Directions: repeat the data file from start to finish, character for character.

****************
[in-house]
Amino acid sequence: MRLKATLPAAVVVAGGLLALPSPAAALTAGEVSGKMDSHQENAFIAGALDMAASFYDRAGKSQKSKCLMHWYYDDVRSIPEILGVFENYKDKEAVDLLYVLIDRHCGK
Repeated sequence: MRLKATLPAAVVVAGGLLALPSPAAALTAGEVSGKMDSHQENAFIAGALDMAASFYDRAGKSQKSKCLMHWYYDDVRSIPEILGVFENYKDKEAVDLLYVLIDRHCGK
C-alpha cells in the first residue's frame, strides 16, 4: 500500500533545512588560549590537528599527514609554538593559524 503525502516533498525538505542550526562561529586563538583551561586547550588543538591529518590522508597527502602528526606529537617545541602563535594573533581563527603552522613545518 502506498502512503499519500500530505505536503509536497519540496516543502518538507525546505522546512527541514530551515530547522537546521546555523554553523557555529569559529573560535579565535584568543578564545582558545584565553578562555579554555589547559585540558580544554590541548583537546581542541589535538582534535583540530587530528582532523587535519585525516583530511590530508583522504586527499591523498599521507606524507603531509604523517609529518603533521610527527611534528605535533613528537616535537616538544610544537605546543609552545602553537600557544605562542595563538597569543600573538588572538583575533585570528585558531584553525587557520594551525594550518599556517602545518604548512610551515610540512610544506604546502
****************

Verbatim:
[in-house]
Amino acid sequence: MRLKATLPAAVVVAGGLLALPSPAAALTAGEVSGKMDSHQENAFIAGALDMAASFYDRAGKSQKSKCLMHWYYDDVRSIPEILGVFENYKDKEAVDLLYVLIDRHCGK
Repeated sequence: MRLKATLPAAVVVAGGLLALPSPAAALTAGEVSGKMDSHQENAFIAGALDMAASFYDRAGKSQKSKCLMHWYYDDVRSIPEILGVFENYKDKEAVDLLYVLIDRHCGK
C-alpha cells in the first residue's frame, strides 16, 4: 500500500533545512588560549590537528599527514609554538593559524 503525502516533498525538505542550526562561529586563538583551561586547550588543538591529518590522508597527502602528526606529537617545541602563535594573533581563527603552522613545518 502506498502512503499519500500530505505536503509536497519540496516543502518538507525546505522546512527541514530551515530547522537546521546555523554553523557555529569559529573560535579565535584568543578564545582558545584565553578562555579554555589547559585540558580544554590541548583537546581542541589535538582534535583540530587530528582532523587535519585525516583530511590530508583522504586527499591523498599521507606524507603531509604523517609529518603533521610527527611534528605535533613528537616535537616538544610544537605546543609552545602553537600557544605562542595563538597569543600573538588572538583575533585570528585558531584553525587557520594551525594550518599556517602545518604548512610551515610540512610544506604546502